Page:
By the end of 2002 the national economy was improving, and government-run housing trusts were planning a 23 percent increase in lending to home buyers. ARA was beginning work on Las Américas, a 13,000-home upscale development in Ecatepec, in the state of Mexico. This development came to include Centro Las Américas, the second ARA commercial center created by ARA's subsidiary Promotora y Desarrolladora de Centros Comerciales, S.A. de C.V. (PDCC) and O'Connor Capital Partners. Divided into a fashion mall and a "power center," it included a 142-room Fiesta Inn hotel, branches of banks and telecommunications companies, several department stores, 140 smaller stores, a 14-screen movie theater, a restaurant area, and an area for children's games. By late 2005, when the commercial center was opened, Las Américas included not only more than 13,000 homes but schools, parks, and a regional hospital center. ARA had licenses to build another 32,000 houses in the state of Mexico. In 2005 the company sold 19,015 units, of which 16,336 (86 percent) were subsidized housing. Its net profit that year was MXL 1.1 billion ($101 million).
By 2006 ARA had built and sold more than 140,000 homes since its inception. The company had 47 developments in 16 states, including Cancún, Guadalajara, León, Monterrey, Puebla, Tijuana, and Toluca. Its land reserves of 35.7 million square meters--the largest in the industry--in 2005 were deemed sufficient by the company to build 146,943 homes. PDCC, established in 2000, was operating more than 40,000 square meters of commercial centers. These consisted of three full-scale commercial centers: Centro Las Américas, Centro San Buenaventura, and Centro San Miguel; three smaller unicenters; and eight still-smaller minicenters. O'Connor Capital Partners became an equal partner to PDCC in the commercial centers in 2003.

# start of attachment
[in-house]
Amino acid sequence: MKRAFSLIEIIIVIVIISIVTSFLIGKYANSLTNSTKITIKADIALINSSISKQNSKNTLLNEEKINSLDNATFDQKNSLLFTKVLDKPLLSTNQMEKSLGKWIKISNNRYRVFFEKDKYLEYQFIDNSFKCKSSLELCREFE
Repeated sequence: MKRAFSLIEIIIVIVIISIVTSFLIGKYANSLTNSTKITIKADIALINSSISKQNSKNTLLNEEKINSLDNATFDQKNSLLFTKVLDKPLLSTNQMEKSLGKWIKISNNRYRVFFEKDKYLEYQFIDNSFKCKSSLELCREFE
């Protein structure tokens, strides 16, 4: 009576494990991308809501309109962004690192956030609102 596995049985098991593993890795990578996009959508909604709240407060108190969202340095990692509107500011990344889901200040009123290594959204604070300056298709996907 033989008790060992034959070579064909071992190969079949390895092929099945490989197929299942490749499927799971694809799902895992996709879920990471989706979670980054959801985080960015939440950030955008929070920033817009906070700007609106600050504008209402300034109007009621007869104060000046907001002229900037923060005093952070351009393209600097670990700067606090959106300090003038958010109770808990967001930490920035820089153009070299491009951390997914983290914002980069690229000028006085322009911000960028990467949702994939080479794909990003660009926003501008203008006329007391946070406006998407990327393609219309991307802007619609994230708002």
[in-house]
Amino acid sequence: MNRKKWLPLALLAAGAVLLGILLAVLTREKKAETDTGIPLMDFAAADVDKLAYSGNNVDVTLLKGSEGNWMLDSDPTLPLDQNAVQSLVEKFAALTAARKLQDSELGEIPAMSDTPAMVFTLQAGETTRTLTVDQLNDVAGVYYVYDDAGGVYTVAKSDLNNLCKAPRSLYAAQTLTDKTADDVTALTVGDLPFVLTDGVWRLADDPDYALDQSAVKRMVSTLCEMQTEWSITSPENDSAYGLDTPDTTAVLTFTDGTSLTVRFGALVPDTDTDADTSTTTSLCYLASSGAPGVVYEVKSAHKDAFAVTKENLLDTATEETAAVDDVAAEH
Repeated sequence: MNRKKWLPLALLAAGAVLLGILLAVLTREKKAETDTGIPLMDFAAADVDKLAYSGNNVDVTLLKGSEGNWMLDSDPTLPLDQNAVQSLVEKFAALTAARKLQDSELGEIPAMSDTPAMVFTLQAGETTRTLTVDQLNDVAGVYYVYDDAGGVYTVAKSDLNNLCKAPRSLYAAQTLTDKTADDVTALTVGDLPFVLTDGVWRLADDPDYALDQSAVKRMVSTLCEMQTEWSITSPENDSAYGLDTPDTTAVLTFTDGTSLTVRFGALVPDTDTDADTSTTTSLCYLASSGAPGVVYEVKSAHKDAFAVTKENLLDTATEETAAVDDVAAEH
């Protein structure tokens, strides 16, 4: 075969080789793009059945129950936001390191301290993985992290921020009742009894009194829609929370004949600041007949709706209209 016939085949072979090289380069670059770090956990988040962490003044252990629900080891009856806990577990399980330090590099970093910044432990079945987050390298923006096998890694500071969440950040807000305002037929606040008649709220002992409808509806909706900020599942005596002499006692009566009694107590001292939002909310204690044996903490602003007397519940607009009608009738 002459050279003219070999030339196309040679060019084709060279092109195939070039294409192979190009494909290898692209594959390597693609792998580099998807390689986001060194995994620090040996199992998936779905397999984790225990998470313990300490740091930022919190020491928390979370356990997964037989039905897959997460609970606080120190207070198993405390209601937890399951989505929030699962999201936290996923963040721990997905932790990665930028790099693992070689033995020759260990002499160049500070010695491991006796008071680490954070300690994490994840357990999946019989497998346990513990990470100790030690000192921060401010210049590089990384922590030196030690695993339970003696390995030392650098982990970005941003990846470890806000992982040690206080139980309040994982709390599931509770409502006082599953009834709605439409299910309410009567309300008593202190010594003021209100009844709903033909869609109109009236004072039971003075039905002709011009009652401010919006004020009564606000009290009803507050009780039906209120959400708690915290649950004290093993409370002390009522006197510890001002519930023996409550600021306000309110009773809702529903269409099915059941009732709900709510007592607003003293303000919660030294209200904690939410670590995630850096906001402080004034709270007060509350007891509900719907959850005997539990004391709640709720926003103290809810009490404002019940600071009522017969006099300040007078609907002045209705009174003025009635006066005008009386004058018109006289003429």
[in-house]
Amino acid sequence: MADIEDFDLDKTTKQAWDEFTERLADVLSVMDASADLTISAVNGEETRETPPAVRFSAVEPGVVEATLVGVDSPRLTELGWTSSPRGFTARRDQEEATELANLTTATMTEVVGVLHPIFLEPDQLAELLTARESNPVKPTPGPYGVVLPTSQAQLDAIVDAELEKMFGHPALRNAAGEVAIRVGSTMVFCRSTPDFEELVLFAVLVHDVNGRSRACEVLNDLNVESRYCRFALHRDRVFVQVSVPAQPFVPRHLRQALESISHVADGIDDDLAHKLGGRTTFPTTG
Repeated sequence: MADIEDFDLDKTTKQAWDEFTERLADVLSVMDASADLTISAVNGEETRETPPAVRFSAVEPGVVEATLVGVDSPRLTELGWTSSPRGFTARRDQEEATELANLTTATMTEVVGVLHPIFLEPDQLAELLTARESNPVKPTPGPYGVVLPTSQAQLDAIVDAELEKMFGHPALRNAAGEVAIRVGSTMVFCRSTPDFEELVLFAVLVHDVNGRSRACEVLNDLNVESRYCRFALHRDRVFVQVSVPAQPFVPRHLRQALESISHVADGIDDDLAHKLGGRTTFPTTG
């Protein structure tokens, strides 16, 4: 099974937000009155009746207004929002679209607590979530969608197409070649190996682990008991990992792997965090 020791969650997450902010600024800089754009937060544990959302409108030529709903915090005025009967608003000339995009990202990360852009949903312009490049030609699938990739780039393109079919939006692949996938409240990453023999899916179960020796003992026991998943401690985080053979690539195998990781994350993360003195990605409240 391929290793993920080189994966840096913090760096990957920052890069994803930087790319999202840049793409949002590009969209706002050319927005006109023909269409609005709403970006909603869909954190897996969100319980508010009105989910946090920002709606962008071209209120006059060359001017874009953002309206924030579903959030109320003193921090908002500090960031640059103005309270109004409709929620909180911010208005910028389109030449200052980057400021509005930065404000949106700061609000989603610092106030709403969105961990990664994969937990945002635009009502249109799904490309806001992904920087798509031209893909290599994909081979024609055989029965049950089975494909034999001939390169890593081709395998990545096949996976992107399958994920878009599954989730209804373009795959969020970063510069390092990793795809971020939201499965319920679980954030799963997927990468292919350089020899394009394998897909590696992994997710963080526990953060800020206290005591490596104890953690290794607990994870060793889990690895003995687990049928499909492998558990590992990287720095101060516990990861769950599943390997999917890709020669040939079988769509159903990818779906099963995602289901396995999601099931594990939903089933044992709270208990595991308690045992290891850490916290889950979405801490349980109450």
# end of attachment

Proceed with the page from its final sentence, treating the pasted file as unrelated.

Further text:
A low inflation rate in 2004 resulted in a drop in interest rates, good news for the housing sector and for the shares of publicly traded homebuilders such as ARA. For the first time since the 1994-95 financial crisis, commercial banks accounted for a larger sum in mortgage loans than the specialized lenders known as Sofoles. Grupo Financiero BBVA Bancomer, S.A. de C.V. purchased Hipotecaria Nacional, S.A. de C.V., the largest of these lenders specializing in home mortgages. BBVA Bancomer also agreed to provide $175 million in financing for ARA. A market in mortgage-backed securities was established for the first time, and by early 2005 Infonavit and private lenders had sold about $400 million worth of these securities. Mexican policymakers were hoping that private institutional capital involvement would continue into secondary markets, which could greatly expand sources of financing.
The Ahumada Russek brothers owned 51 percent of ARA's shares of capital stock in 2005, with public investors holding the remainder. Germán was in charge of real estate and was chairman of the board of directors, while Luis Felipe was in charge of construction and was vice-chairman of the board as well as director general of PDCC.
Construction and Development; Real Estate.
Asesoria Técnica y Administrativa GAVI, S.A. de C.V.; Comercialización y Ventas S.A.; Consorcio Integral, S.A. de C.V.; Constructora y Urbanizadora ARA, S.A. de C.V.; Inmobilaria ACRE, S.A. de C.V.; Promotora y Desarrolladora de Centros Comerciales, S.A. de C.V.
Corporación GEO, S.A. de C.V.; Consorcio Hogar, S.A. de C.V.; Desarrolladroa Homex, S.A. de C.V.; Urbi Desarrollos Urbanos, S.A. de C.V.